Note sequence from land to trench Note: over here are some ocean plate rocks that don’t get subducted in a collision We will see some on the field trip, as well as the volcanic arc If a continent converges from the left, what rocks will fold in the collision? Rocks in the Himalayas Reverse faults at convergent margin

33 Mélange from California Coast
Sea-floor and land-derived sediments, + some volcanics. When stuffed down trench into Low Temperature- High Pressure zone, result is Blueschist Facies Source: Betty Crowell/Faraway Places

34 Shield + Platform = Craton
High Angle Normal faults of Rift Escarpment Active and unstable continental margin Craton : the stable portion of the continental crust versus regions that are more geologically active and unstable

35 Anatomy of a Continent Canadian Shield, North America’s
Crystalline core exposed by glaciers

36 Exotic (Displaced) Terrains
Collisions with Volcanic Island Arcs and microcontinents Continental Crust buoyant hard to subduct. Erosion resistant parts Suture Zone Pieces are volcanic island arcs, and microcontinents Moved along transform faults, then accreted. Anecdote Western California

37 Ideas:Earth's Convection Cells
Aesthenosphere shallow convection model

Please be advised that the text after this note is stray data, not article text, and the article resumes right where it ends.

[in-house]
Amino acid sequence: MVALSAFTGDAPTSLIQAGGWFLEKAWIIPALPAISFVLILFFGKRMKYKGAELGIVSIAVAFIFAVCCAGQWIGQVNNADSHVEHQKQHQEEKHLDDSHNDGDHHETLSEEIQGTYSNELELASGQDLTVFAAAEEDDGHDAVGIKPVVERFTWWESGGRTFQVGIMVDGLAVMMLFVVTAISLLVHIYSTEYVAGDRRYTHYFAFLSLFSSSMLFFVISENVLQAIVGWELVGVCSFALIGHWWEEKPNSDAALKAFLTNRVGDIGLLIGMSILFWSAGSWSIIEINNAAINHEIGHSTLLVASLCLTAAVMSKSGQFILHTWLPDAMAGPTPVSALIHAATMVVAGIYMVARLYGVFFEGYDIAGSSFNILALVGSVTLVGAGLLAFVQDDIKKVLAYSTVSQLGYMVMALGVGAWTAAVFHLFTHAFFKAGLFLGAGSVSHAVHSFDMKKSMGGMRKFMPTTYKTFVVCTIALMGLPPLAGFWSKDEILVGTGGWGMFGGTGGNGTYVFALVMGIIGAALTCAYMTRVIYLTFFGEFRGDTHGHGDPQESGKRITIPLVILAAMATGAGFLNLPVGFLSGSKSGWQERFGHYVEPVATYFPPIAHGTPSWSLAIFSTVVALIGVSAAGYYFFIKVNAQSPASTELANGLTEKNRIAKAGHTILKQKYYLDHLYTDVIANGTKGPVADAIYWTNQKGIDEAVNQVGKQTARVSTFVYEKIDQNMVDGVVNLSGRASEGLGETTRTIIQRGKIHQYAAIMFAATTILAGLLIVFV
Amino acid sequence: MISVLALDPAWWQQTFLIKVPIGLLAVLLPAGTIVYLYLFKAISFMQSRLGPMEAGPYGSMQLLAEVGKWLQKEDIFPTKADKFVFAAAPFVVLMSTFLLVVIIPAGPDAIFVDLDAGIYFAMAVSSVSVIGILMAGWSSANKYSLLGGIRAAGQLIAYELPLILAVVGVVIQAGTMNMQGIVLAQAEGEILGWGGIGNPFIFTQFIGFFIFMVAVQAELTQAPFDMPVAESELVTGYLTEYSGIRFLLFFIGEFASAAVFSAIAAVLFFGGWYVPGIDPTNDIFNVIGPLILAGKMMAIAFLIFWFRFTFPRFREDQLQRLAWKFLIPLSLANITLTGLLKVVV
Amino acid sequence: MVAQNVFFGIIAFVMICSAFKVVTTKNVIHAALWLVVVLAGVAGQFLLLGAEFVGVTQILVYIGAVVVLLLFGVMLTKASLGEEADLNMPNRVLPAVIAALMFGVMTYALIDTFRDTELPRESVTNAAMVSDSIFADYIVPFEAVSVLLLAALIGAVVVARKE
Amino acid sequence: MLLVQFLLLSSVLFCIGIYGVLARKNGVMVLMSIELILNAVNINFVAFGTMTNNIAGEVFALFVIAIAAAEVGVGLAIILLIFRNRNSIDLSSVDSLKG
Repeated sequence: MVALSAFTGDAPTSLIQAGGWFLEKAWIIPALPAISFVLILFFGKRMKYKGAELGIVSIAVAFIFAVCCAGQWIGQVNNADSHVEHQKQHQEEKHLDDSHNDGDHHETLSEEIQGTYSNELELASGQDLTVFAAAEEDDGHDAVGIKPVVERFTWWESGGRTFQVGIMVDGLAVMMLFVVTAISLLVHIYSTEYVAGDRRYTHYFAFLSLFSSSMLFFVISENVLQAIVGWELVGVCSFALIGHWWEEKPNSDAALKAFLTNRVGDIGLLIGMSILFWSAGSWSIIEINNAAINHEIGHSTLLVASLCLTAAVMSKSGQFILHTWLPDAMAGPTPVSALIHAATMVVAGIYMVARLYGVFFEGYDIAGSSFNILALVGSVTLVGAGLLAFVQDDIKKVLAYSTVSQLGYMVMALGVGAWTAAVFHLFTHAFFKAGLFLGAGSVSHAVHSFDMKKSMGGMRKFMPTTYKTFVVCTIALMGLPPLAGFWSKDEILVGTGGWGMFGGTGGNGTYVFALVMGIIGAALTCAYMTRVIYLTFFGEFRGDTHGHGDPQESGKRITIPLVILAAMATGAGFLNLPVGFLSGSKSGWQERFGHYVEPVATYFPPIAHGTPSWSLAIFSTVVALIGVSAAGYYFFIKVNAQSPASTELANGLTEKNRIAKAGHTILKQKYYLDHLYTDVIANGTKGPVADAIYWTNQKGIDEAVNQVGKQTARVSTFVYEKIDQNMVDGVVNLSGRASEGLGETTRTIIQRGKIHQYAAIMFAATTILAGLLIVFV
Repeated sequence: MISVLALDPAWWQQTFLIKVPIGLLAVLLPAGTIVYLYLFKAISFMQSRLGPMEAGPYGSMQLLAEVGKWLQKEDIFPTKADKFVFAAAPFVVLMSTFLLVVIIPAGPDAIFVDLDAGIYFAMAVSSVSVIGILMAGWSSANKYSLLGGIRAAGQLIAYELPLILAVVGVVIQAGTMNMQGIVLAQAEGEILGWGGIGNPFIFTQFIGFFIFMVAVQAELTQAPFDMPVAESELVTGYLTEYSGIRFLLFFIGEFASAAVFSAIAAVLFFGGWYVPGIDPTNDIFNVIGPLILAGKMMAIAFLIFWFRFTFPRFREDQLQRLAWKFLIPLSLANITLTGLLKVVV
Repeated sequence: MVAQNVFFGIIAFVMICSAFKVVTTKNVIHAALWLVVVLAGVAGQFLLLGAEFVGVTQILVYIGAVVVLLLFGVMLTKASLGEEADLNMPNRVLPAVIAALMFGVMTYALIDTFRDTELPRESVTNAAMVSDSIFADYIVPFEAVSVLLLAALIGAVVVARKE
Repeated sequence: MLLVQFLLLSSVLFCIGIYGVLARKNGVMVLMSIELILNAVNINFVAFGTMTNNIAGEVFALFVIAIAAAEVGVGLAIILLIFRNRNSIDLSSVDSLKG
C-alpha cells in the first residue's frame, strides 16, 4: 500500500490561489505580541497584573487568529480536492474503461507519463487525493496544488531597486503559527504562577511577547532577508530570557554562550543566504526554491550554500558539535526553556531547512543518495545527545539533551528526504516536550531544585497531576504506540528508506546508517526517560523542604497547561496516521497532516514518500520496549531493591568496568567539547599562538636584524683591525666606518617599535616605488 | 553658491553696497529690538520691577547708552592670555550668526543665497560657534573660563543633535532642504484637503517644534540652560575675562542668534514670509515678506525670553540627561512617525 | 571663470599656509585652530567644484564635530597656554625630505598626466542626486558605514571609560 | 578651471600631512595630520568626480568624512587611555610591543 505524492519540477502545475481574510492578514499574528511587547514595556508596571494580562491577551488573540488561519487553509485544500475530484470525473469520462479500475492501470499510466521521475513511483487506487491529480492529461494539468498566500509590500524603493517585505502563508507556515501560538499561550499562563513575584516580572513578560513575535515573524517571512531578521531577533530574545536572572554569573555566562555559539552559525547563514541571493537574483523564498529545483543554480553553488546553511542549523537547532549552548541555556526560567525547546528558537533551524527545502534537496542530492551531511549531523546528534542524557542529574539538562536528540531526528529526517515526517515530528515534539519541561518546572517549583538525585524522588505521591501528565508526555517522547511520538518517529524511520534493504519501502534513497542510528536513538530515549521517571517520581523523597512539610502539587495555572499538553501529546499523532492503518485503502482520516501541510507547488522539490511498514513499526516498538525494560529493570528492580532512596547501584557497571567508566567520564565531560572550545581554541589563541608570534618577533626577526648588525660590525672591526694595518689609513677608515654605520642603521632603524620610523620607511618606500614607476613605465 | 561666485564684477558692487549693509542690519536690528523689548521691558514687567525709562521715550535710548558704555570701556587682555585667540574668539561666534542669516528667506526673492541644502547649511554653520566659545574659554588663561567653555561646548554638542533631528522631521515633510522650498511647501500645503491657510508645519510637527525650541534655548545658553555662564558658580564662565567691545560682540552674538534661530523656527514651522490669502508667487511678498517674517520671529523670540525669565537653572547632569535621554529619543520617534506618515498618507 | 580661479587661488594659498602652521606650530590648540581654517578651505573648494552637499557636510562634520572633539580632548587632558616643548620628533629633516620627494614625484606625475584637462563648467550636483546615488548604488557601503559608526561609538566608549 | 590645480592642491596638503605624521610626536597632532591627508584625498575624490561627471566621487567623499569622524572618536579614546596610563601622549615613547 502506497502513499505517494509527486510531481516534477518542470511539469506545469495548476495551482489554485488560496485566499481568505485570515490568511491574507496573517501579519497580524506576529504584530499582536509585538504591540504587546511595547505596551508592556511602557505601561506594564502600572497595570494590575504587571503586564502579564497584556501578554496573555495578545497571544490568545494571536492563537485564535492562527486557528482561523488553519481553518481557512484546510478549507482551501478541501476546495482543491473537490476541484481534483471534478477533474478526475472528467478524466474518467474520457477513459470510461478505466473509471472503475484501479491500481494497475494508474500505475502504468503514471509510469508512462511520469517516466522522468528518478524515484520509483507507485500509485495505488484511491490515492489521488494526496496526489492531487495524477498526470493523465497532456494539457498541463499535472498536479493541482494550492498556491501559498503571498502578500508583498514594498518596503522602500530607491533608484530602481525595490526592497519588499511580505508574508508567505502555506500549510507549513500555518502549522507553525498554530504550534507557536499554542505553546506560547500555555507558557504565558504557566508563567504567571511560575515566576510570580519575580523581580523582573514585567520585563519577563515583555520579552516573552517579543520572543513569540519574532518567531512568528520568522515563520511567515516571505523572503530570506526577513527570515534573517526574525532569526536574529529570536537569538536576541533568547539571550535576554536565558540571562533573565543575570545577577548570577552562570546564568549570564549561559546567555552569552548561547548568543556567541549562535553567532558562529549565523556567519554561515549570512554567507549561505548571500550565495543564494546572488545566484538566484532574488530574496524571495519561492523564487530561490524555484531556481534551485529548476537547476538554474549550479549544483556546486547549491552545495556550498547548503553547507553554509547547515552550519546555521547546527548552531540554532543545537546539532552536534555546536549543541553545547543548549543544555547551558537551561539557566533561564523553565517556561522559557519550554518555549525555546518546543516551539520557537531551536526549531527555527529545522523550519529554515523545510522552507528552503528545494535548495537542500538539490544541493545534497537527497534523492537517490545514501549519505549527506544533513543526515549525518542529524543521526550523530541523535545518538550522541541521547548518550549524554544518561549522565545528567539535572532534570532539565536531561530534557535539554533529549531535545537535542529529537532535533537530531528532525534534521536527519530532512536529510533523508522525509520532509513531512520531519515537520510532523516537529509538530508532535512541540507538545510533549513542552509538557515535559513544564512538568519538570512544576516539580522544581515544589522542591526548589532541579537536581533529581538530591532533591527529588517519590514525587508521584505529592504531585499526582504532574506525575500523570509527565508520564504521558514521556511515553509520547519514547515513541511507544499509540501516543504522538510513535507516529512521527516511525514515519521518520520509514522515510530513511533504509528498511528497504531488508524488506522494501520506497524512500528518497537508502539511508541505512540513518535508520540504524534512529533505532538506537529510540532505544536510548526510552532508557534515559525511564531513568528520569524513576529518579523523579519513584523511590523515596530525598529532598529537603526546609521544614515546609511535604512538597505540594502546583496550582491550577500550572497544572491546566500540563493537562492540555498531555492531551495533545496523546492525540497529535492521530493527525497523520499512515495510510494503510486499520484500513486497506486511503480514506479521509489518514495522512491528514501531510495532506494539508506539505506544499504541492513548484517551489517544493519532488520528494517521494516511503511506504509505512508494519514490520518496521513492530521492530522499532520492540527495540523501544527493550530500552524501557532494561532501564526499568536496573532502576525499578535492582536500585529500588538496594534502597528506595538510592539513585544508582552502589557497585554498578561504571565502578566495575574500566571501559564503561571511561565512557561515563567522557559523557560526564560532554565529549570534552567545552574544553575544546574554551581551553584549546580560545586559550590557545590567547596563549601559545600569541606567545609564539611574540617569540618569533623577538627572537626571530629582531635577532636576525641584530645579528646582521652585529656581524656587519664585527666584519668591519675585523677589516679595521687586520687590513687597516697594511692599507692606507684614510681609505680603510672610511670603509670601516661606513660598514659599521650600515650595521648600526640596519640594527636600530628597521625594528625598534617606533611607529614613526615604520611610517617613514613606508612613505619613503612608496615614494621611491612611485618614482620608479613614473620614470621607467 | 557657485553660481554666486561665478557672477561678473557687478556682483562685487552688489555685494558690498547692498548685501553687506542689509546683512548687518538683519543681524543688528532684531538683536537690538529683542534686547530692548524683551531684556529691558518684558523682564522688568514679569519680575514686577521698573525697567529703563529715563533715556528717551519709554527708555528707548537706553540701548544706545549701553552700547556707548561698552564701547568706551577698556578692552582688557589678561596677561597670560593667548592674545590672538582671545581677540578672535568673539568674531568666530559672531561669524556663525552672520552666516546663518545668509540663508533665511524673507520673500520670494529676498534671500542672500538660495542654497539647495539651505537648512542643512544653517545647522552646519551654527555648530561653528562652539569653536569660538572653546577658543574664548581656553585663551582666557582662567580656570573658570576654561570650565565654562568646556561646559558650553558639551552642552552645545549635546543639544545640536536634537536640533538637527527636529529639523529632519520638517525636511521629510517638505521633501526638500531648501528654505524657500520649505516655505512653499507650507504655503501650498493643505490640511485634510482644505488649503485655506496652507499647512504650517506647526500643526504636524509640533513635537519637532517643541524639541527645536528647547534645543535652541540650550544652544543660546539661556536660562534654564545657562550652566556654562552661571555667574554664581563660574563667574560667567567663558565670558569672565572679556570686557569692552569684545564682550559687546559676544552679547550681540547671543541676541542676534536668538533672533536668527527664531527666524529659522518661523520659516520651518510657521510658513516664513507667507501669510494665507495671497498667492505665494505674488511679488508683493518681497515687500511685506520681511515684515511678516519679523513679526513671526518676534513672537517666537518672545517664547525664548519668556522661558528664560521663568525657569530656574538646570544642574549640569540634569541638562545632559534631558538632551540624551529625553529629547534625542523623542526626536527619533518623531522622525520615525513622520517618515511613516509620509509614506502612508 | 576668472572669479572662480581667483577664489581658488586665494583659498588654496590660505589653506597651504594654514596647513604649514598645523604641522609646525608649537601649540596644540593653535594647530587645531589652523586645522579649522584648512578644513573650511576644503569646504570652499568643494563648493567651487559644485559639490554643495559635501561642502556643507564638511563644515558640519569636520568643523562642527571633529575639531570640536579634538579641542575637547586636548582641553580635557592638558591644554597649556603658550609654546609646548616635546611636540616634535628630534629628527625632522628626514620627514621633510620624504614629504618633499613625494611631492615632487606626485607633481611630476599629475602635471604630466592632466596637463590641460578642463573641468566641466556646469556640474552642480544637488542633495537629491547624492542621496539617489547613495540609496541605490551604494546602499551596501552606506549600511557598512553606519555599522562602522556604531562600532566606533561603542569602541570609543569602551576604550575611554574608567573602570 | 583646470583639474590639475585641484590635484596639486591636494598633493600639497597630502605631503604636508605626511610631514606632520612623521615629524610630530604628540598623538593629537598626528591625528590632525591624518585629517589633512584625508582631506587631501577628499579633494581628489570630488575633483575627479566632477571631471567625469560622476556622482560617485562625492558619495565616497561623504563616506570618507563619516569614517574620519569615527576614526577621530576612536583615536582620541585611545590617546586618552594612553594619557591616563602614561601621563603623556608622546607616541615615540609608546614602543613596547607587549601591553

38 Ideas: Earth's Convection Cells
Deep mantle/core convection model – Plumes cause MOR’s – Morgan

39 Ideas: Earth's Convection Cells

40 Mapping the ocean floor
Three major topographic units of the ocean floor Continental margins Deep-ocean basins Mid-ocean ridges

41 Passive continental margins
Found along coastal areas that surround oceans w central MOR Not near active plate boundaries because MOR is far offshore Little volcanism and few earthquakes East Coast of US an example

42 A passive continental margin

43 Active continental margins
Continental slope descends abruptly into a deep-oceanic trench Located primarily around the Pacific Ocean sediment and oceanic crust scraped off ocean crust to form accretionary wedges

44 An active continental margin

45 The world’s trenches and ridges
Trench an entrance to Subduction Zone, Ridges and Rises are Mid-Ocean Ridges